The Unusually-Colored Rose Variety That Will Add Interest To Your Garden

There's good reason rose bushes are the stars of so many gardens — not only are their flowers beautiful and fragrant, but they are also available in a rainbow of colors. Whether you like pink, red, yellow, or even purple, there's a rose for that. For those looking for a slightly more subtle elegance in their rose bush, the Hot Cocoa rose, with its smoky reddish-orange hue, must be seen to be believed.

Hot Cocoa roses are a type of floribunda rose. These types of shrubs are smaller than tea roses but larger than miniature roses. They are generally healthier than hybrid tea roses, as well. A Hot Cocoa rose bush usually grows to about 4 feet tall and wide and boasts 4-inch flowers. It is also a continually blooming rose, meaning you should have flowers all summer long. Sadly, the flowers don't smell like chocolate but are instead described as fruity and spicy.

Choosing and caring for Hot Cocoa roses

Hot Cocoa rose bushes, like many types of roses, can be purchased either grafted onto roots from a different type of rose (these are called rootstock roses) or grown from their own roots. Both options have advantages and disadvantages. Rootstock roses develop more quickly, giving you beautiful blooms in a shorter time frame. Heirloom Roses, who sell only own-root roses, recommends buying plants that have not been grafted as this prevents suckering from the roots and, in their opinion, creates a stronger plant in the long run.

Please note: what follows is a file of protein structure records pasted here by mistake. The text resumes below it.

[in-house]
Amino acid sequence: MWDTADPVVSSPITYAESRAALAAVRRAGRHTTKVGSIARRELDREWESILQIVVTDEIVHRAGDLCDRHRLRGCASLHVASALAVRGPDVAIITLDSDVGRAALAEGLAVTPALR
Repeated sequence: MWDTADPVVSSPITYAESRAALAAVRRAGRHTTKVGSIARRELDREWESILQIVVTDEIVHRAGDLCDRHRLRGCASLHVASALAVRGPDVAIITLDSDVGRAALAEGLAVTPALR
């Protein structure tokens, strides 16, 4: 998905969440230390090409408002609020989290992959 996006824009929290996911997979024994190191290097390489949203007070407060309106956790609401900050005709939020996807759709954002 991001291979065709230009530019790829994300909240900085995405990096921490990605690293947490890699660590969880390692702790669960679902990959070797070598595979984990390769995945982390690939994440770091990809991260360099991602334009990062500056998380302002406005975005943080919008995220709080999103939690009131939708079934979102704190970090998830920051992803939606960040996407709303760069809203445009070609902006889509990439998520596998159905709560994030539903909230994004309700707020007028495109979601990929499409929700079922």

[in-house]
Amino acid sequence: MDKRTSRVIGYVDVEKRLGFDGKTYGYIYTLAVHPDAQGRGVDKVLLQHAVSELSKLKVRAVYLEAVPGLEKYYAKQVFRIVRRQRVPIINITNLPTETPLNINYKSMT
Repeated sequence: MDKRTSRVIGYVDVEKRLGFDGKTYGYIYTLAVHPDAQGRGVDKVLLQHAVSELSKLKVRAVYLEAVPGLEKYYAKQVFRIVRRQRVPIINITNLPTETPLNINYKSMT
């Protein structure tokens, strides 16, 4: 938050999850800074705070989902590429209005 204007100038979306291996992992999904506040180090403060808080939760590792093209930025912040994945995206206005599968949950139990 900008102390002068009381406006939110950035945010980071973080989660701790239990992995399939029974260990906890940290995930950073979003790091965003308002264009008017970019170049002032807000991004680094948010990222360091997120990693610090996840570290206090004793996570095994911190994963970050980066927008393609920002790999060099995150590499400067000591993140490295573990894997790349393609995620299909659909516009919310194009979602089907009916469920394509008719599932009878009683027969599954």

Regardless of whether you purchase a Hot Cocoa rose that has been grafted or one grown on its own roots, the plant will grow best in a full-sun location with well-draining soil. Roses are heavy feeders and benefit from a growing medium with plenty of organic material. They also need regular applications of slow-release fertilizer to bloom their best. Hot Cocoa roses are hardy in zones 5 through 10.

Using Hot Cocoa roses in the garden

Hot Cocoa roses generally grow to about 4 feet tall and are perfect for use in perennial borders. Plant smaller flowers in complementary colors, like tulips and daffodils for spring color, daylilies for summer, and mums for autumn in front of the roses. Alternatively, you can plant flowers and herbs like chocolate mint and chocolate flowers, known for their chocolate smell around the rose, creating a chocolate-scented garden to complement the spiced fruit smell and chocolatey color of the Hot Cocoa roses.

Hot Cocoa roses also look beautiful surrounded by different types of rose bushes. Smaller shrubs such as drift roses can be planted in front of your Hot Cocoa rose, and larger climbing roses can grow on a trellis behind it. Using white roses will allow the color of the Hot Cocoa roses to really pop. With that many roses growing so closely together, you may want to also plant rosemary and lavender nearby, as these garden herbs are known to keep pests away from roses